A change to the UAE work week and a move to Saudi Arabia?

By Robert Willock, MENA Director

Thanks to all the Economist Corporate Network members who completed my short survey this week that focused on two topics of great interest among the business leadership community in the United Arab Emirates right now.

The results make fascinating reading, and I am pleased to share them with you below.

Firstly, following speculation that the UAE is considering shifting to a Monday-Friday working week to bring it in line with global business norms, I thought I would test c-suite preferences. And they are split right down the middle.

The same number (49%) of respondents said they liked the current Sunday-Thursday working week, as said they would prefer Monday-Friday.

The ‘other’ option selected by just 2% of respondents was for a four day week Monday-Thursday. Advocates for this approach argue that there is no loss of productivity, as employees simply work harder and more efficiently to get their work done in fewer hours.

The second question of our snap poll explored attitudes towards a potential move to Saudi Arabia for businesses currently based in the UAE.

The Kingdom’s new ‘#ProjectHQ’ initiative demands that companies relocate their regional headquarters to Riyadh if they want to work with the Saudi government, state-owned companies or the sovereign wealth fund from 2024.

But what do senior businesspeople really think about the prospect of moving to KSA? I decided to frame the question in monetary terms and asked: “What premium on your total remuneration package would you require to move your home and office to Saudi Arabia?”

The results were as follows: 30% of respondents said they would not move to Saudi under any circumstances. The remainder would, but for varying degrees of financial compensation. Some 9% said they would require a 100%+ increase in their compensation to consider a move to Saudi; 21% would expect 50% to 99% more; 23% would need 20-49%; and 12% would be satisfied with up to 20%. Meanwhile a hardy 5% would move to Saudi with no top-up.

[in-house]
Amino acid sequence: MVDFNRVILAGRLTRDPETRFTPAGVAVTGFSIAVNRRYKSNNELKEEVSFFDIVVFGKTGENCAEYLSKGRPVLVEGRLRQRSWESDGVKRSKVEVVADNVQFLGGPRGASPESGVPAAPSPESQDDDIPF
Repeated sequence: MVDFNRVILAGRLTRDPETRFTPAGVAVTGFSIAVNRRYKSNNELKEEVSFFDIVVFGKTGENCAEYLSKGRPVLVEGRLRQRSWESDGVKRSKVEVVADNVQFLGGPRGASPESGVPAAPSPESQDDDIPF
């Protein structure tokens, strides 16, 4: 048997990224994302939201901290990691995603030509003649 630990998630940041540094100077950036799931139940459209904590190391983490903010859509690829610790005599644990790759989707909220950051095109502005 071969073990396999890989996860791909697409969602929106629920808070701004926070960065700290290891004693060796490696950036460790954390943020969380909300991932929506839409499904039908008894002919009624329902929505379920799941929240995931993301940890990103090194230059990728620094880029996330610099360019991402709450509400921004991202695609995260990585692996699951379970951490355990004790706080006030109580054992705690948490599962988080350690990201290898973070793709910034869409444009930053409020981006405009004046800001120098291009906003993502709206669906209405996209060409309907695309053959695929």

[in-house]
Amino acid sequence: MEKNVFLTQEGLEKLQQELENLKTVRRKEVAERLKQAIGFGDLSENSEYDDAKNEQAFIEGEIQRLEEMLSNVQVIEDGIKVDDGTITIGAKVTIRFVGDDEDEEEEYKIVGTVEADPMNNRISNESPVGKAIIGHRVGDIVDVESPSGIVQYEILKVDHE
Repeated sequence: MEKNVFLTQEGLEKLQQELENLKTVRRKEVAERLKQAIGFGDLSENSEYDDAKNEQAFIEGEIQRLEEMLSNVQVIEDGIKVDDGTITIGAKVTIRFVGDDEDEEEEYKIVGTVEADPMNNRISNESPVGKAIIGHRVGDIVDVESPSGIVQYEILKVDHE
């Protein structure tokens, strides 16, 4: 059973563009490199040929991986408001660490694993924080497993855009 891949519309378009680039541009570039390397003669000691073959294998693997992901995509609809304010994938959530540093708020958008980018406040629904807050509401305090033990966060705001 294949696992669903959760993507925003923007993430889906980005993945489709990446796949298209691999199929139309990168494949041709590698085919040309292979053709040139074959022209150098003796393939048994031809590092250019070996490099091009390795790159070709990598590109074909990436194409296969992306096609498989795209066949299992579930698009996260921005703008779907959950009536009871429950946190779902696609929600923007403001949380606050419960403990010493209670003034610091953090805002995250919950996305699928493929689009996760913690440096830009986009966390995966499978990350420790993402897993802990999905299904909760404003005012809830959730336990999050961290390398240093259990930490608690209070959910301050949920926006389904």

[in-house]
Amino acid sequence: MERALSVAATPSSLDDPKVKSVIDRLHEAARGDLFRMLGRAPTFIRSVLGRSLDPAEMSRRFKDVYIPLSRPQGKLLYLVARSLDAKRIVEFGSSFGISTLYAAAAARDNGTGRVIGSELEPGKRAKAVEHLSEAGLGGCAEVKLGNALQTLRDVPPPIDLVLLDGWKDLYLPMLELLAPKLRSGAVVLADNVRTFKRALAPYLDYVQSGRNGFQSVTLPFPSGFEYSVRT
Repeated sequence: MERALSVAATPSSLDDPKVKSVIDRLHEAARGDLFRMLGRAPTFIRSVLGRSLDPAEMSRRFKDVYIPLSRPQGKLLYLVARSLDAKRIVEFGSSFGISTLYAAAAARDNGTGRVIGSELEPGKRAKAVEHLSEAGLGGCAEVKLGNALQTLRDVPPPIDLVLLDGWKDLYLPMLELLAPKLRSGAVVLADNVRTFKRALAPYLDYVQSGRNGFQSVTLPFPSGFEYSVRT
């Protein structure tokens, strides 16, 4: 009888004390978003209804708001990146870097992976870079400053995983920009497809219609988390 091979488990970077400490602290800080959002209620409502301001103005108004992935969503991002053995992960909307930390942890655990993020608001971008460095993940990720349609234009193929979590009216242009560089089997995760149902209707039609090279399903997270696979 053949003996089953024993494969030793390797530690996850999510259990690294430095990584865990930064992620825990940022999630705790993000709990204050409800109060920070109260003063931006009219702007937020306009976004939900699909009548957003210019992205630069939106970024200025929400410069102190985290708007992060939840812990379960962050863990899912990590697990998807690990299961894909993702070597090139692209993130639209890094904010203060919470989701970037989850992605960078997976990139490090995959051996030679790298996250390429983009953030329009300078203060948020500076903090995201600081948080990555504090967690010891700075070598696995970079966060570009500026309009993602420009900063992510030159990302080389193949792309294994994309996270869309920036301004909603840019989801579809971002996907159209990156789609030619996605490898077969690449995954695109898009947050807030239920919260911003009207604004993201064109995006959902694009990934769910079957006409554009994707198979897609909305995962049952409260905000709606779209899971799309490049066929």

Some survey respondents shared their reasons for refusing to live in Saudi. Comments included:

  • “Their values and behaviours do not align with what I believe.”
  • “Saudi’s school infrastructure does not support a family move.”
  • “Because I would have to give up many aspects of my social life.”

There was also scepticism expressed about the Saudi business environment: 

  • “I am worried about ever-changing regulations on Saudization.”
  • “We would have to overcome a lot of operational challenges, due to a lack of talent in Saudi.”
  • “Saudi has an unpredictable business environment and intrusive regulators.”

But there was positive and practical sentiment too:

  • “Saudi is our most important market and if doing business there requires my presence I would go, for a 20% premium.”
  • “If your business is highly dependent on Saudi, and you stand to lose it, the decision is no longer optional.”

What do you think about these issues?